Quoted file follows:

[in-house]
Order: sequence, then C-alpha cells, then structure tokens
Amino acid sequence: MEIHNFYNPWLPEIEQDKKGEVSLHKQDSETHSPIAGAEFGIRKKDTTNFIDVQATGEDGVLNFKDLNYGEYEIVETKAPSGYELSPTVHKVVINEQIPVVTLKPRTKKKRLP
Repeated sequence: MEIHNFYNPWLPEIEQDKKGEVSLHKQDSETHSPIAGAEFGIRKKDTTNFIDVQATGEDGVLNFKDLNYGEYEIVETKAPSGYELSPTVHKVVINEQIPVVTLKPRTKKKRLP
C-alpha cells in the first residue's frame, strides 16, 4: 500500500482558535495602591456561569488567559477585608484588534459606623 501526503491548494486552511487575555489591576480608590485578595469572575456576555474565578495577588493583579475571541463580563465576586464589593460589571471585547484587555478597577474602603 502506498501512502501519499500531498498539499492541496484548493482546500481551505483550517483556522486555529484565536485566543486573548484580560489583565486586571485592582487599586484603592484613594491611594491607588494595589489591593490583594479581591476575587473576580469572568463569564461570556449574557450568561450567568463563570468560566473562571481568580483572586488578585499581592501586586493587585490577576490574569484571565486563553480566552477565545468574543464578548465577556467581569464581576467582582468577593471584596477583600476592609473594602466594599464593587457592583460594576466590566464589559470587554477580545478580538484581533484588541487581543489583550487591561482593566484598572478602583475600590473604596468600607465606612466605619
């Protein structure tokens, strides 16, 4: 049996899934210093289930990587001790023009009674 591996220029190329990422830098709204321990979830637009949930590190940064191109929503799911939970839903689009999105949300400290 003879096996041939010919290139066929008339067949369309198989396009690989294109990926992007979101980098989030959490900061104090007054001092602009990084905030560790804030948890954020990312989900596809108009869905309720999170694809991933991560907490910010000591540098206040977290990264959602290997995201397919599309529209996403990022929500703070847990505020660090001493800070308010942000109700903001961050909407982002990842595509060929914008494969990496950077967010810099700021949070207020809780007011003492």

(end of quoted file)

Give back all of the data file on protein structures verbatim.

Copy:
[in-house]
Order: sequence, then C-alpha cells, then structure tokens
Amino acid sequence: MEIHNFYNPWLPEIEQDKKGEVSLHKQDSETHSPIAGAEFGIRKKDTTNFIDVQATGEDGVLNFKDLNYGEYEIVETKAPSGYELSPTVHKVVINEQIPVVTLKPRTKKKRLP
Repeated sequence: MEIHNFYNPWLPEIEQDKKGEVSLHKQDSETHSPIAGAEFGIRKKDTTNFIDVQATGEDGVLNFKDLNYGEYEIVETKAPSGYELSPTVHKVVINEQIPVVTLKPRTKKKRLP
C-alpha cells in the first residue's frame, strides 16, 4: 500500500482558535495602591456561569488567559477585608484588534459606623 501526503491548494486552511487575555489591576480608590485578595469572575456576555474565578495577588493583579475571541463580563465576586464589593460589571471585547484587555478597577474602603 502506498501512502501519499500531498498539499492541496484548493482546500481551505483550517483556522486555529484565536485566543486573548484580560489583565486586571485592582487599586484603592484613594491611594491607588494595589489591593490583594479581591476575587473576580469572568463569564461570556449574557450568561450567568463563570468560566473562571481568580483572586488578585499581592501586586493587585490577576490574569484571565486563553480566552477565545468574543464578548465577556467581569464581576467582582468577593471584596477583600476592609473594602466594599464593587457592583460594576466590566464589559470587554477580545478580538484581533484588541487581543489583550487591561482593566484598572478602583475600590473604596468600607465606612466605619
């Protein structure tokens, strides 16, 4: 049996899934210093289930990587001790023009009674 591996220029190329990422830098709204321990979830637009949930590190940064191109929503799911939970839903689009999105949300400290 003879096996041939010919290139066929008339067949369309198989396009690989294109990926992007979101980098989030959490900061104090007054001092602009990084905030560790804030948890954020990312989900596809108009869905309720999170694809991933991560907490910010000591540098206040977290990264959602290997995201397919599309529209996403990022929500703070847990505020660090001493800070308010942000109700903001961050909407982002990842595509060929914008494969990496950077967010810099700021949070207020809780007011003492």